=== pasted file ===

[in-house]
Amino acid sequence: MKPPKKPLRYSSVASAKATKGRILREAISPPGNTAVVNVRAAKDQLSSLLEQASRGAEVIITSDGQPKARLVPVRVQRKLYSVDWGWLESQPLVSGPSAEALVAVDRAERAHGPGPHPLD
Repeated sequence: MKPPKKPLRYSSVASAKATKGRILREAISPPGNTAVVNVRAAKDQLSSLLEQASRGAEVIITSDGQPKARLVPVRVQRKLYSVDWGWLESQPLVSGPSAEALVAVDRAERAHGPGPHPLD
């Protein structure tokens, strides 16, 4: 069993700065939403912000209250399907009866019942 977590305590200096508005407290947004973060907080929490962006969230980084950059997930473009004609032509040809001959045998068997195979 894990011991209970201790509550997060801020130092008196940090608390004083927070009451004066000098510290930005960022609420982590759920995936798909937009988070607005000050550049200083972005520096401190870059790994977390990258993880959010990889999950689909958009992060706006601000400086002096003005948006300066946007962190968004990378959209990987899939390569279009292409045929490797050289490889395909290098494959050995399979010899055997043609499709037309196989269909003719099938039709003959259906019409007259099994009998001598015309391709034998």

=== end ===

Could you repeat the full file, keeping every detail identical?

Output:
[in-house]
Amino acid sequence: MKPPKKPLRYSSVASAKATKGRILREAISPPGNTAVVNVRAAKDQLSSLLEQASRGAEVIITSDGQPKARLVPVRVQRKLYSVDWGWLESQPLVSGPSAEALVAVDRAERAHGPGPHPLD
Repeated sequence: MKPPKKPLRYSSVASAKATKGRILREAISPPGNTAVVNVRAAKDQLSSLLEQASRGAEVIITSDGQPKARLVPVRVQRKLYSVDWGWLESQPLVSGPSAEALVAVDRAERAHGPGPHPLD
């Protein structure tokens, strides 16, 4: 069993700065939403912000209250399907009866019942 977590305590200096508005407290947004973060907080929490962006969230980084950059997930473009004609032509040809001959045998068997195979 894990011991209970201790509550997060801020130092008196940090608390004083927070009451004066000098510290930005960022609420982590759920995936798909937009988070607005000050550049200083972005520096401190870059790994977390990258993880959010990889999950689909958009992060706006601000400086002096003005948006300066946007962190968004990378959209990987899939390569279009292409045929490797050289490889395909290098494959050995399979010899055997043609499709037309196989269909003719099938039709003959259906019409007259099994009998001598015309391709034998």